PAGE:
• Only buying things that will fit in the space you have by asking "where will this fit/where will I put this?" when you're out shopping.

  • Limiting or eliminating buying in bulk (does a family of < 3 need a Costco membership?, just sayin'), unless you can follow above suggestion

  • Buying similar items most of the time by buying what you normally like and experiment with things when you have people over or taking items to friends. If you don't like the item, it won't clog up your pantry.

  • Firmly justifiy buying 10 for $10 deals. Do you need/will you use up 10 in a reasonable amount of time? Can you get less and still get the deal?

  • Having a general idea of how quickly you use up items. For instance: How long does it take you to use up 5 cans of beans? A pack of paper towels? A box of cereal? Having an idea will keep you from over-buying.


Want a more organized pantry?


Schedule a free discovery call today to get the conversation started!


Updated: Mar 4


Most of our clients hire Dexterous Organizing to answer many questions to get them back into shape organizationally. Many of those questions start with "how" and "where".


"How do I keep my office papers from piling up on my desk?" "Where's the best place to store my out of season clothing?" "How do I stay on top of business cards and receipts?" "Where should I keep my mail?"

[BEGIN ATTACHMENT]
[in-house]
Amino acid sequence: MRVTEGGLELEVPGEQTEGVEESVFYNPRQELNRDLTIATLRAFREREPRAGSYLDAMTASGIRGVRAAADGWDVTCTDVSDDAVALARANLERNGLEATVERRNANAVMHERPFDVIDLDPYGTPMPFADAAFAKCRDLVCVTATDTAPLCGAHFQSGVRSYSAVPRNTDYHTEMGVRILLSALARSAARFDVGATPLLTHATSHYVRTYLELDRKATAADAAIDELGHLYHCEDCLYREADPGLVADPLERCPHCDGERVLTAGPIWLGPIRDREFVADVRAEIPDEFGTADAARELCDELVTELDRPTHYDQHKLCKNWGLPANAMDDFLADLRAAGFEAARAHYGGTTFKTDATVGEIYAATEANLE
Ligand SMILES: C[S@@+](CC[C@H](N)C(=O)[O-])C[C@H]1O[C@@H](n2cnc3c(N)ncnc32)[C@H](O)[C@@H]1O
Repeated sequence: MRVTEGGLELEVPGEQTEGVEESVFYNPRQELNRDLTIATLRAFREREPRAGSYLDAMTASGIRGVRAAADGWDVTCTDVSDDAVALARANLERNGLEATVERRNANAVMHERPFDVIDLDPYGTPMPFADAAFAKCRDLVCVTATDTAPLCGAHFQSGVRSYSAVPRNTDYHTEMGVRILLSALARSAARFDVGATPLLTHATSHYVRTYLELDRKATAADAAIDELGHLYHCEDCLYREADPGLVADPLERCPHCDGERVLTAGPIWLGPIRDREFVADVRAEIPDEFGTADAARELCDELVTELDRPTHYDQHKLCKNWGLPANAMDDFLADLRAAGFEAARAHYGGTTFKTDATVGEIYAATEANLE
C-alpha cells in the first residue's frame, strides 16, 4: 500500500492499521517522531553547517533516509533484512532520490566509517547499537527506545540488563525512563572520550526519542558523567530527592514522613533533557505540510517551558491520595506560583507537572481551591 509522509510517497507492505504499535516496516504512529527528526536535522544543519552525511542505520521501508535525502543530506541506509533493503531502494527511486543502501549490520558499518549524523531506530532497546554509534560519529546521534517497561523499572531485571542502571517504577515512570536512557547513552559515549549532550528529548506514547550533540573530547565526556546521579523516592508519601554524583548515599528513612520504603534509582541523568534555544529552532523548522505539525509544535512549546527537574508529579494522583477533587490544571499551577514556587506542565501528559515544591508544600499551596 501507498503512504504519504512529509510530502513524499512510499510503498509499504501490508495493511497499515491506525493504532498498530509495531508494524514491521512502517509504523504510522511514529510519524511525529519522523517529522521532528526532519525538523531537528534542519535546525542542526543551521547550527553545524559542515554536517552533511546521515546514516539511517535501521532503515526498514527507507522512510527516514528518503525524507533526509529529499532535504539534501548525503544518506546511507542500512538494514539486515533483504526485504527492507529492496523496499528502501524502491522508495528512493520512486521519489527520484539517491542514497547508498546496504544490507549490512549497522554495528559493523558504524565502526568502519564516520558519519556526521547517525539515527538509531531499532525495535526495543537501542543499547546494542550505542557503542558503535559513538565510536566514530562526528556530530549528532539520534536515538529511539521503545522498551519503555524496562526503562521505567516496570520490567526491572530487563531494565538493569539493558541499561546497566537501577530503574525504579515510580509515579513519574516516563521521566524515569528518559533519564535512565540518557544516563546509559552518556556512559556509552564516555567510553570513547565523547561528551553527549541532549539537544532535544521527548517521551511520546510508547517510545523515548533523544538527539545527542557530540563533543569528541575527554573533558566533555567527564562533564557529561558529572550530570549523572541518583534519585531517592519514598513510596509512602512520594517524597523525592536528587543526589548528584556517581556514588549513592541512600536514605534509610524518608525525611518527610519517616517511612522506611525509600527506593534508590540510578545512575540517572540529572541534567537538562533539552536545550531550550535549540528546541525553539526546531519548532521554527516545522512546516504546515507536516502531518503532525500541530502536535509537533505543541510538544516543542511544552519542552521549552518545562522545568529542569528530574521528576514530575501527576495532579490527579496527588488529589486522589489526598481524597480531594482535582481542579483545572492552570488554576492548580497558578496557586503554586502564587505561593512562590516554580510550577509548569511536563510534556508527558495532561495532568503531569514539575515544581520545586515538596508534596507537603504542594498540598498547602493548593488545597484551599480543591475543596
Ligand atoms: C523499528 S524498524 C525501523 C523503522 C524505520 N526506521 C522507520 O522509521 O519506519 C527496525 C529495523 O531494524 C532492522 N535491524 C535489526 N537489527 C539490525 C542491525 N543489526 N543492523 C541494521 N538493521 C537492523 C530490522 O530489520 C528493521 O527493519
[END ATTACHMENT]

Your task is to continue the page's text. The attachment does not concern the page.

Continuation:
We usually rock our clients' lives with new perspectives on the where and how of things, suggestions on containment solutions, best practices for labeling, and charities and recycling solutions for helping them to declutter. Although all of those how and where questions are valid in the organizational process, the biggest question to solve organizational challenges in the long term is WHEN?


After we figure out where things go, and how you will process these things, the next question in the puzzle is when will you put the things where they go and when you will process the things!


Let's call it a RESET.


Morning routines, evening routines, weekend routines, weekday routines, yearly, quarterly, the day-to-day of it all will help you keep your spaces in your home, office, and your life organized.


  • When do you empty the dishwasher?

  • When do you clean out the fridge?

  • When do you clean out the car?

  • When do you put your coat away when you come home?

  • When do you sort through your mail?

  • When do you pay bills?

  • When do you process the kid's school work that comes home?

  • When do you donate clothing that is too small, too large, too out-dated?


For long-term, sustainable organizational systems, where you do it and how you do it is important but not as important as when you do it!


We all get overwhelmed with life (secret: even Professional Organizers!) but it's the routines we cling to that help us to stay on track with systems and processes which actually keep overwhelm away more often or minimize its intensity.


Need help figuring out the Where, How, and When of an organizational or productivity challenge?


Let's schedule a time to chat! Book a FREE 15-minute discovery call with Kellie or Andrea to find out how we can help you create a sustainable organizational system in your life, home, or business.


If you have a great routine for keeping a particular place, space, or part of life organized, share with us in the comments below!